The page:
collated by Lynndy Bennett
Celebrate with us the second Australian annual National Bookshop Day. Serendipitously it coincides with the beginning of our sale, which this time features some exceptionally good offerings amongst the children’s bargains. Any purchase during the day from our children’s section at Glebe entitles you to chance our lucky dip, with surprises for preschoolers to mid-teens. Gleebooks will donate a percentage of the day’s sales to the Indigenous Literacy Foundation—a cause that is dear to us and vital in improving the future for marginalised communities. What better time to get a head start on Christmas and upcoming birthday presents upstairs in our Glebe shop, plus benefitting indigenous people and earning a bonus gift when you buy from the children’s shop downstairs! See you there. Lynndy
This month’s guest preschooler is Tom Beaumont who at 20 months is already an avid bibliophile with very definite literary tastes and a habit that must be accommodated, frequently, each day.
Sounds Around Town by Maria Carluccio ($11, PB)
Tom loves all the sounds endemic to the busy cityscape in this book which has become such a favourite that he pre-empts the text by making the noises for the bus, truck, and other hooting, parping vehicles. This is a longterm favourite on high reading rotation due to repeated demand.
Guess What? by Jeannette Rowe ($12.95, BD)
A vivid palette and simple text introducing colours have engaged Tom’s interest; even more so the flaps which he’s yet to tire of lifting to reveal the secrets beneath.
Play with Elmo! ($24.95, BD)
The beloved Sesame Street’s character has another book devoted to him, and in this one it’s the distinctive red hand puppet with actual hands (paws) to grab that enchants Tom, who happily interacts with it at length. This makes it a tad difficult to simultaneously read the story, a factor that doubles the value of this book—a story and a favoured toy! Thanks Tom. I’m sure Harper is happy to share his bookshelf corner with you, and Eleanor from our July’s selection. Lynndy
Peter Nimble & His Fantastic Eyes by Jonathan Auxier ($11, PB)
Peter Nimble, blind & orphaned since earliest infancy, has had to develop the talents he has available to him. And what talents they are! Without sight, Peter is possessed of subtle abilities to tune into the feel, sound, smell & taste of the world around him. Talent and necessity have made him a master of his trade, that is to say, a very adept thief. If an emphasis on Peter’s ‘other’ senses sounds obvious, it doesn’t read that way. Peter’s world is strange & magical, and feels both like being immersed in a Victorian novel and completely fresh. After years of serving the dreaded Mr Seamus—an awful amalgam of Dickens’ Bill Sikes & assorted Dahl villains—Peter steals from a stranger a box containing three ‘yolks’. The ‘yolks’ feel at once familiar & unfamiliar, potent & magical… Through trial, error, & deep instinct Peter is able to discern that they are in fact three pairs of eyes, a tremendously exciting moment and the beginning of his adventure proper. Magicked via a dangerous good deed from his normal life, Peter encounters a great many eccentric characters on his quest. First and foremost Sir Tode, a knight until he was cursed by a hag, and now an unfortunate hybrid of human, horse & cat. Impetuous, volatile & inclined to take offence, yet also tremendously loyal, he becomes boon companion and sidekick on the journey that follows. There is so much in this book to like that I hardly know where to begin. Mr Auxier handles the interesting vocabulary—often Victorian or Edwardian terms—with a sure hand. The many references to books by Charles Dickens, Roald Dahl, Robert Louis Stevenson, L Frank Baum, J M Barrie, Jules Verne, Cervantes and more, will add to the enjoyment of those readers familiar with any of their books. Cleverly though, Mr Auxier writes this picaresque tale vividly enough to ensure that those who don’t get these references won’t feel they’re missing out on anything. A great read for lovers of The Children of Ashton Place series, The Mysterious Benedict Society trilogy, Lemony Snicket’s A Series of Unfortunate Events or anyone who enjoyed Kate DiCamillo’s Tale of Desperaux a year or two ago. I love that this looks and reads like something fresh and adventurous and might easily open the world of classics to anyone not previously keen on them. Fantastic, in every sense of the world. Liesel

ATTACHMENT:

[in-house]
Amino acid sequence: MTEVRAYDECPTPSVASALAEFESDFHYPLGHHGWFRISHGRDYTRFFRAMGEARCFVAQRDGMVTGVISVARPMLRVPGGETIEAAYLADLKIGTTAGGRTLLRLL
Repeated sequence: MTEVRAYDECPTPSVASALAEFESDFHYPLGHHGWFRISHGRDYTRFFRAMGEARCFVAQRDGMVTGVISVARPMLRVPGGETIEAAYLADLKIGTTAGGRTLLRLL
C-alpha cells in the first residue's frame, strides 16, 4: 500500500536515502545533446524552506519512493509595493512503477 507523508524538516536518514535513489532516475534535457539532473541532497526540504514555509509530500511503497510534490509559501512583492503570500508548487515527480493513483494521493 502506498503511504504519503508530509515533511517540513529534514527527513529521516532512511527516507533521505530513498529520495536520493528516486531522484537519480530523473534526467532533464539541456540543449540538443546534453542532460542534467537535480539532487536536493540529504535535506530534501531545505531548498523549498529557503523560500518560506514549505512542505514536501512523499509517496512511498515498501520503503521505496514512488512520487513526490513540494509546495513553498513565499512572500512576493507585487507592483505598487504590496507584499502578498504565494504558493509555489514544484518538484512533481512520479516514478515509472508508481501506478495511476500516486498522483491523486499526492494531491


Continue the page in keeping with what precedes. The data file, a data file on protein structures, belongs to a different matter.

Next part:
Hero on a Bicycle by Shirley Hughes ($24.95, HB)